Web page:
The only way that Facebook can make money (for their stockholders) is to use data in a way that is profitable while the "Facebook Community" derives value from posting pictures of whatever. My sense is that if you agree to join that community, you agree to allow them to use your info, and I think that you click "agree" when you join. So what's the big dust up?

  2. It sounds like you've concluded that interruption-based marketing doesn't lead to sales, because you don't buy stuff in response to it, and you're typical.

    [Benevolent government will take care of you from cradle to grave]

    If your no-sales conclusion were true, then after the first six months of receiving no sales, advertisers would stop purchasing interruption-based marketing.

    [Socialism works if only the right people are in charge]

    Since interruption-based marketing must be driving sales, how does that actually work? What is this informational input is doing inside human brains?

    [Legislators are public servants and look out for your interests]

    Perhaps your analysis that you, personally, don't have your mental processes altered by the inputs received from your sense organs of hearing and sight, is incorrect. Perhaps if we insert brief pictures of soda and popcorn at a movie, you will tend to visit the concession stand more. Perhaps if an authority recognized by your family group tells you something when you are five years old, it will be stored and used mostly unexamined for the rest of your life. That's how human brain maturity gets its initial load of "facts", which are transmitted through culture rather than genes.

    [Support for NPR comes from NPR stations and the John D. And Catherine T. MacArthur Foundation, supporting creative people and effective institutions committed to building a more just, verdant and peaceful world.]

    Since we know subliminal advertising works, maybe non-subliminal advertising works, too. What "we" perceive as the "inner monologue" is mostly a summary of brain analysis decisions which have already occurred. Perhaps these lower brain levels are susceptible to factual distortions which are targeted at the lower brain levels' instinctual proclivities, and only the topmost rational layer is capable of discarding broken arguments which contain logical fallacies.

    [For God so loved the world, that he gave his one and only Son, that whoever believes in him should not perish, but have eternal life]

    Perhaps the neural networks that make up these lower brain levels will get their neural weights reinforced and maintained as long as they are exposed to compatible messages for several hours one day a week, no matter what conclusions the top-level rational layer comes to.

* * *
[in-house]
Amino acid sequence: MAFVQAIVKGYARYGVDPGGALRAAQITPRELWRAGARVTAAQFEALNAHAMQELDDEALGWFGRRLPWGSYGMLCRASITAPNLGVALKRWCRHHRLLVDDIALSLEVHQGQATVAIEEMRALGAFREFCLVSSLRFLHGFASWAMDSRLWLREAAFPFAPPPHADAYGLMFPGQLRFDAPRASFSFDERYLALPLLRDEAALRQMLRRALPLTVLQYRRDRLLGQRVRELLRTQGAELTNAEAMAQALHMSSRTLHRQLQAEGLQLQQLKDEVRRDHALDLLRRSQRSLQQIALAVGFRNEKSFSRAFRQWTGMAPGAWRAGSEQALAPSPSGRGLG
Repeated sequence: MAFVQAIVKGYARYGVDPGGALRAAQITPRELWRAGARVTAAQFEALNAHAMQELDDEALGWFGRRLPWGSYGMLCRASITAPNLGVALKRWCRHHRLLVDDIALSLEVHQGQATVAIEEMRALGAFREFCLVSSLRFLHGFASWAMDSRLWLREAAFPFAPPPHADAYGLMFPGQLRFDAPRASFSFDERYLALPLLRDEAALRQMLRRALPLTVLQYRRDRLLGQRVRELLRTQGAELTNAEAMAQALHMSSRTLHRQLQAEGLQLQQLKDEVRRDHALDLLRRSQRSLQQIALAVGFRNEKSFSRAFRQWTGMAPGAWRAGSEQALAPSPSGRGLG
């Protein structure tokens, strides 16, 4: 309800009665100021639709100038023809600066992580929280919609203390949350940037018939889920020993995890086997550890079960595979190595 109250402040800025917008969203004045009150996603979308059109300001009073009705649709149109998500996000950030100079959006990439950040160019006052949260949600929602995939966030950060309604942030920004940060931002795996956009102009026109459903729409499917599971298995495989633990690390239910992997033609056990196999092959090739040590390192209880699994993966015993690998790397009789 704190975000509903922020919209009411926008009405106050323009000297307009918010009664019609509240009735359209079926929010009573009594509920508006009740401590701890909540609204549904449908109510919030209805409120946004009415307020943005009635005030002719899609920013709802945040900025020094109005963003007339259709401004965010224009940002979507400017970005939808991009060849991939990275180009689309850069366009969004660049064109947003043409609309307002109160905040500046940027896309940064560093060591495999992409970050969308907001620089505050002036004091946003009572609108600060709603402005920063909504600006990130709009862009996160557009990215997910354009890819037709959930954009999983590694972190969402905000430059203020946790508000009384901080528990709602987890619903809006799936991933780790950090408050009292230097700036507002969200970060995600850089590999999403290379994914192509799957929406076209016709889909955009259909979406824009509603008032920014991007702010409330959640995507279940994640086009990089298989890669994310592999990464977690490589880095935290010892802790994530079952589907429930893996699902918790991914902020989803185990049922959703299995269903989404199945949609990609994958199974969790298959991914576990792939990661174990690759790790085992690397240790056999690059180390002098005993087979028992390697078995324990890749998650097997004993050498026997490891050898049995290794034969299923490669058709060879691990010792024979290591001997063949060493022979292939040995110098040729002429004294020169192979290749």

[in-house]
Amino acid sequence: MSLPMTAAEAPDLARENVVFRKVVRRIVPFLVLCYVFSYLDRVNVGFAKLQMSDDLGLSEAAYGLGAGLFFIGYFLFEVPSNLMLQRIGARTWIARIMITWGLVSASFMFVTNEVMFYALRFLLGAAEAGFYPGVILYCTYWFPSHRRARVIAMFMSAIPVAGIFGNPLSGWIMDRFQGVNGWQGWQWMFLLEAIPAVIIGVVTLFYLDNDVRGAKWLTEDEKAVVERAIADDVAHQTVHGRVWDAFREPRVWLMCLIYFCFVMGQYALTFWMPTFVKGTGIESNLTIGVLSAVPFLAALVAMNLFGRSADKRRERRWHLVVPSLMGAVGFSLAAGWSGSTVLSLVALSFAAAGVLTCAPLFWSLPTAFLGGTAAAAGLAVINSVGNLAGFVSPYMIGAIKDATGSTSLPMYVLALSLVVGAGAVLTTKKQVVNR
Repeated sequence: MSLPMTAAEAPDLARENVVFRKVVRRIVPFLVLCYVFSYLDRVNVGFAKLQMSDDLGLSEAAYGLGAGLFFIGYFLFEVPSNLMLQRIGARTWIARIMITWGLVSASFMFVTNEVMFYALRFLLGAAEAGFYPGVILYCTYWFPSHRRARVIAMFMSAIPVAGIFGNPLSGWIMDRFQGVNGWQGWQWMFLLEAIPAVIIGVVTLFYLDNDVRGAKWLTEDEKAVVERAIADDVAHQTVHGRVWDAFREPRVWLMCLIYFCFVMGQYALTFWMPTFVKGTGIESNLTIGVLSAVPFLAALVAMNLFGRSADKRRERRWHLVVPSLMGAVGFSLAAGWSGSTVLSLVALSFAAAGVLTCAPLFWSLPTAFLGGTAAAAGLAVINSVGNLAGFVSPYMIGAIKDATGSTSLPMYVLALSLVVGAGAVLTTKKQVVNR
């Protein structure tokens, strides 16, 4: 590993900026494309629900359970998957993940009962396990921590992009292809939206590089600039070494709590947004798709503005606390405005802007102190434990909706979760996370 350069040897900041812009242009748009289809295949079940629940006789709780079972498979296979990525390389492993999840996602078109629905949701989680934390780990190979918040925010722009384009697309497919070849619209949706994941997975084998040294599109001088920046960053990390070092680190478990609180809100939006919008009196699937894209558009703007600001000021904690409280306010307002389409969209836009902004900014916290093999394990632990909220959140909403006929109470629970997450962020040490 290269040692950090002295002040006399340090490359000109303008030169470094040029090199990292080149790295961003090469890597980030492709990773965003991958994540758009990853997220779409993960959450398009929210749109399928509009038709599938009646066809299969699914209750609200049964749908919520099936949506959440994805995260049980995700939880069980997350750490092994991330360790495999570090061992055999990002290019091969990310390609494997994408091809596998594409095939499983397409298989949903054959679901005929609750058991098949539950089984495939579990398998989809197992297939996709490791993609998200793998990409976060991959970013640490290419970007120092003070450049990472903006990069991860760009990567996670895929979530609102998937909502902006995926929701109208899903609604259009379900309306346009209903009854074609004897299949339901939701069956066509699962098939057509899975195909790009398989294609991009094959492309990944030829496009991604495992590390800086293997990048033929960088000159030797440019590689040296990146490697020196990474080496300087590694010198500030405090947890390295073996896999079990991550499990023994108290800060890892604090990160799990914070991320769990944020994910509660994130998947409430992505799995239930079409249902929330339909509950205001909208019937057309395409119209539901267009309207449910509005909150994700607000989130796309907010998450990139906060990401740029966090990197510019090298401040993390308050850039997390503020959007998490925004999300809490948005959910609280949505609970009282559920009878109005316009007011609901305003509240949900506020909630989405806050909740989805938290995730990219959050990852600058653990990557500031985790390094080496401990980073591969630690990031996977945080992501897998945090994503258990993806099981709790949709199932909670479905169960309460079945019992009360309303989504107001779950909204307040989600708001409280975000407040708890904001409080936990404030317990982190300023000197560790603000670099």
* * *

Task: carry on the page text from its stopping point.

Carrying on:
3. It sounds like you've concluded that interruption-based marketing doesn't lead to sales, because you don't buy stuff in response to it, and you're typical.

    No, I didn't mean to leave that impression, but I can see how I did.

    While I said, "interruption-based advertising ... it seems, is going to be with us for a long time. as an acknowledgement that it does work, that's not much. The paragraph I had written about how marketers budget the costs of the advertising vs. the expected return, the promise of the more targeted marketing Facebook is trying to sell, and other details seemed to be too long and too far removed from my main point, so I deleted it interest of not being a TL:DR post.

  4. When I first heard about data-driven marketing, it sounded like a good idea. I thought I was going to start getting offers for stuff I actually wanted or needed. It definitely hasn't worked that way.

    1. LOL - I know, right? I buy something from Amazon and their wonderful intelligent data-driven marketing offers me the exact same thing. "No, I just bought a pad sander that should last me forever, I don't need another one".

      If it had any sense, it could at least offer sanding pads. I don't need those either, but those are expendable. Or it could say, "you bought a sander, people who buy those buy finishing supplies" and offer that. Nope.

      Another one that kills me is Pinterest trying to match content and offer me things I'll look at. Some days they think I'm a 17 year old girl, offering me pictures of Tom Hiddleston and other guys popular with teen girls; the next day I they think I'm teenage boy and I get pictures of Gal Gadot and Scarlett Johannson. Meanwhile, I'm looking for pictures of engine models, not movie stars.